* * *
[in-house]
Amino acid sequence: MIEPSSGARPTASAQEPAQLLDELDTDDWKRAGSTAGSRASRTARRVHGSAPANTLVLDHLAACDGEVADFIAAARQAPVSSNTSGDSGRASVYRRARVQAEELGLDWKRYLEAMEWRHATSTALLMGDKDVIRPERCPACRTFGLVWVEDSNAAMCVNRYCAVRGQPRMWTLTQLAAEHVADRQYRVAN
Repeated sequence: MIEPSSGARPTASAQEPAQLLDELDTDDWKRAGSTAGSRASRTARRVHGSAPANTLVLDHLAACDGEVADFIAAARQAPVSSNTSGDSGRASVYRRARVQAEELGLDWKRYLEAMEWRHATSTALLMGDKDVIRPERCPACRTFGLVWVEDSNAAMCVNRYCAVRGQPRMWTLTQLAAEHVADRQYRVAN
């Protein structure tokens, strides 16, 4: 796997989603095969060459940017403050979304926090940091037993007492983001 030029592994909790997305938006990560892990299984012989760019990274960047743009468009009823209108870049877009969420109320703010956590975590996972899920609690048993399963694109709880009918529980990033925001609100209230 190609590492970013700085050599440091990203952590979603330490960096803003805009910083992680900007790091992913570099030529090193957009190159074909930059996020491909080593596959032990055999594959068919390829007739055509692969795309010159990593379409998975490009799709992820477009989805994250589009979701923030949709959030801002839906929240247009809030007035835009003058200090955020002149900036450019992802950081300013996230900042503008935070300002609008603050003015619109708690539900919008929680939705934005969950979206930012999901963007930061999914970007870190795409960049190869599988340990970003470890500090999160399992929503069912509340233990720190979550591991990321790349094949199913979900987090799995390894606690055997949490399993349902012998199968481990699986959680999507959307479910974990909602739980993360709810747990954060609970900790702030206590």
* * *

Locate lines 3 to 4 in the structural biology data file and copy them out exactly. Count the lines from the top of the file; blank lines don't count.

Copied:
Repeated sequence: MIEPSSGARPTASAQEPAQLLDELDTDDWKRAGSTAGSRASRTARRVHGSAPANTLVLDHLAACDGEVADFIAAARQAPVSSNTSGDSGRASVYRRARVQAEELGLDWKRYLEAMEWRHATSTALLMGDKDVIRPERCPACRTFGLVWVEDSNAAMCVNRYCAVRGQPRMWTLTQLAAEHVADRQYRVAN
């Protein structure tokens, strides 16, 4: 796997989603095969060459940017403050979304926090940091037993007492983001 030029592994909790997305938006990560892990299984012989760019990274960047743009468009009823209108870049877009969420109320703010956590975590996972899920609690048993399963694109709880009918529980990033925001609100209230 190609590492970013700085050599440091990203952590979603330490960096803003805009910083992680900007790091992913570099030529090193957009190159074909930059996020491909080593596959032990055999594959068919390829007739055509692969795309010159990593379409998975490009799709992820477009989805994250589009979701923030949709959030801002839906929240247009809030007035835009003058200090955020002149900036450019992802950081300013996230900042503008935070300002609008603050003015619109708690539900919008929680939705934005969950979206930012999901963007930061999914970007870190795409960049190869599988340990970003470890500090999160399992929503069912509340233990720190979550591991990321790349094949199913979900987090799995390894606690055997949490399993349902012998199968481990699986959680999507959307479910974990909602739980993360709810747990954060609970900790702030206590």